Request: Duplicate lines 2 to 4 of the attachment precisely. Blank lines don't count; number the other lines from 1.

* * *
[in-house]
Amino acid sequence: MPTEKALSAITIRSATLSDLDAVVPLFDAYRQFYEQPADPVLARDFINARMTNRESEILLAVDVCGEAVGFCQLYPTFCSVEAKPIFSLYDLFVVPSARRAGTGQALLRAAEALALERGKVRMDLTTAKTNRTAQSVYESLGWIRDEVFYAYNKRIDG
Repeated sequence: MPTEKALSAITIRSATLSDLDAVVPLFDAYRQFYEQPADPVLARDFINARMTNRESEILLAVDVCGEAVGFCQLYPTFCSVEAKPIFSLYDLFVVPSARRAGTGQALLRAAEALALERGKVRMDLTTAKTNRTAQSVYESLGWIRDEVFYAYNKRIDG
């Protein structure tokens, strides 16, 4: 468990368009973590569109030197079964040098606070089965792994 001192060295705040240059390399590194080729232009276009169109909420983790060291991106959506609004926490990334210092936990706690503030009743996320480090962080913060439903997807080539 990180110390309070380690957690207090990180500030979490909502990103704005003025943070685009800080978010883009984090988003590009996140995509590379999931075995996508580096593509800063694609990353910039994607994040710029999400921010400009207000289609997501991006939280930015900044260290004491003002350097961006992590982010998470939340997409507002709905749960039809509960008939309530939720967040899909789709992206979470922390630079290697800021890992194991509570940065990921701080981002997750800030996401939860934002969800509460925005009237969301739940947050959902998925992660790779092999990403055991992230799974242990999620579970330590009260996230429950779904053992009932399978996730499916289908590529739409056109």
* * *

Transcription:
Amino acid sequence: MPTEKALSAITIRSATLSDLDAVVPLFDAYRQFYEQPADPVLARDFINARMTNRESEILLAVDVCGEAVGFCQLYPTFCSVEAKPIFSLYDLFVVPSARRAGTGQALLRAAEALALERGKVRMDLTTAKTNRTAQSVYESLGWIRDEVFYAYNKRIDG
Repeated sequence: MPTEKALSAITIRSATLSDLDAVVPLFDAYRQFYEQPADPVLARDFINARMTNRESEILLAVDVCGEAVGFCQLYPTFCSVEAKPIFSLYDLFVVPSARRAGTGQALLRAAEALALERGKVRMDLTTAKTNRTAQSVYESLGWIRDEVFYAYNKRIDG
């Protein structure tokens, strides 16, 4: 468990368009973590569109030197079964040098606070089965792994 001192060295705040240059390399590194080729232009276009169109909420983790060291991106959506609004926490990334210092936990706690503030009743996320480090962080913060439903997807080539 990180110390309070380690957690207090990180500030979490909502990103704005003025943070685009800080978010883009984090988003590009996140995509590379999931075995996508580096593509800063694609990353910039994607994040710029999400921010400009207000289609997501991006939280930015900044260290004491003002350097961006992590982010998470939340997409507002709905749960039809509960008939309530939720967040899909789709992206979470922390630079290697800021890992194991509570940065990921701080981002997750800030996401939860934002969800509460925005009237969301739940947050959902998925992660790779092999990403055991992230799974242990999620579970330590009260996230429950779904053992009932399978996730499916289908590529739409056109």